• Tied up in this are questions of coloniality and the unequal (re-)distribution of work

  • At the highest level, PSM have responsibilities around informing people and contributing to democratic debate, but we can also consider PSM as an industry which should be developing best practices around workers rights in a digital age. Should more work be done here?

  • Should PSM play a role in making data governance in the public interest and worker rights issues a public concern?

    • What role does/should PSM have in convening/collaborating with organisations (e.g. Higher Education, unions) and people to hold these public conversations?

    • What responsibility does PSM have to engage the widest possible audience on issues of AI in work and labour? We know many of the most severely affected are often the least served by public media/service provision

Work and Labour workshop outcomes
Post-it note of workshop outcomes
  1. Automating media production & the quality of work

  • AI is often framed as replacing repetitive work but also has the power to degrade work practices and take over decision-making which should be made by humans.

    • What can PSM do to ensure they understand the outcomes they want from AI and prevent making damaging decisions about what to automate and how?

  • As AI filters more into the newsroom and production space, there is a need to understand how meaning-making is impacted when cognition and control are distributed between “intelligent” systems and human practitioners

    • In particular, PSM journalists engaging with AI and algorithmic systems often have no specialised knowledge of them, which opens potential for misunderstanding, misuse, over-reliance and aversion, carrying potentially higher ethical and reputational risks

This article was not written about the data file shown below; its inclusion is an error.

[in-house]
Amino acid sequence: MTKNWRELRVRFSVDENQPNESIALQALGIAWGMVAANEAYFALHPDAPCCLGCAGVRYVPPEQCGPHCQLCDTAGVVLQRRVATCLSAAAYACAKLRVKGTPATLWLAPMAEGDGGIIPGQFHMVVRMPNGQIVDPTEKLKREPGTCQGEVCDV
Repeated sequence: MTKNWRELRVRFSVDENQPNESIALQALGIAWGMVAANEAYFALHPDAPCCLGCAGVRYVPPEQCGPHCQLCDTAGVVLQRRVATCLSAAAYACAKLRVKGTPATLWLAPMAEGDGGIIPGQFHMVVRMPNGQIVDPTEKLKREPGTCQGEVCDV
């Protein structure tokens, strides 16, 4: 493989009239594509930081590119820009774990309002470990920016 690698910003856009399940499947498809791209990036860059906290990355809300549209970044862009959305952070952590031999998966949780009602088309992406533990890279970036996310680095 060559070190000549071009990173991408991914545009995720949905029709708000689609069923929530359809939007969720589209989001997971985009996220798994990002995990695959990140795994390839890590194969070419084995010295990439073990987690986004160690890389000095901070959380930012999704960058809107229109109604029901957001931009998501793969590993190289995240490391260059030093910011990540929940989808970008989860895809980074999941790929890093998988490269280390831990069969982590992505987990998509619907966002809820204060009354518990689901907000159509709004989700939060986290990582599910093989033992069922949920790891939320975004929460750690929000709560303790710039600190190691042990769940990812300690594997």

• Adopting AI and automated processes is often justified managerially on the basis that it might free up creative time

    • Should effort be invested in a broad lifecycle analysis to see whether these benefits really exist?

  • There is an impression that PSM often feels the practical need to mirror certain practices from the commercial sector, which is increasingly ‘Silicon Valley’ in its approach.

    • How can PSM distinguish itself from commercial digital services, in terms of an ethical data-driven approach?

  • The ways work is measured and evaluated are full of power dynamics and becoming increasingly based on metrics from data – but may be one area PSM can take a distinctive approach

    • How can PSM ensure they value more than what is easily quantifiable?

  • What risks are there that PSM workers internalise the logic that value can be quantified and measured by metrics, which today’s data-driven organisational landscape is creating?

    • Public service value goes beyond the numerically measurable and adopting forms of commensuration and associated reduction of nuance risks failing to recognise, and in turn deplete, some of PSM’s core contribution

    • How can workers challenge and resist these logics? Do they need to push back from within these structures or do they have to step outside to resist?


With thanks to our participants

Dr Karen Gregory
Senior Lecturer in Sociology, University of Edinburgh

Dr Corentin Curchod
Senior Lecturer in Strategic Management & Organisation, University of Edinburgh

Dr Rashné Limki
Lecturer in Work and Organisation Studies at University of Edinburgh –

Anna Votsi
EFI Research Proposals Manager, University of Edinburgh

Dr Alex Taylor
Reader in Human Computer Interaction, City University of London

Dr Oliver Bates
Research Fellow, Lancaster University

Dr Marisela Gutierrez Lopez
Senior Research Associate in School of Sociology, Politics and International Studies, Bristol University

Mary Towers
Employment Rights Policy Officer in the Rights, International, Social and Economic department, TUC

Lalya Gaye
AI & Data Initiative Coordinator, European Broadcasting Union

Dr Rhia Jones
Research Lead, BBC

Dr Mike Evans
UX Research Lead, BBC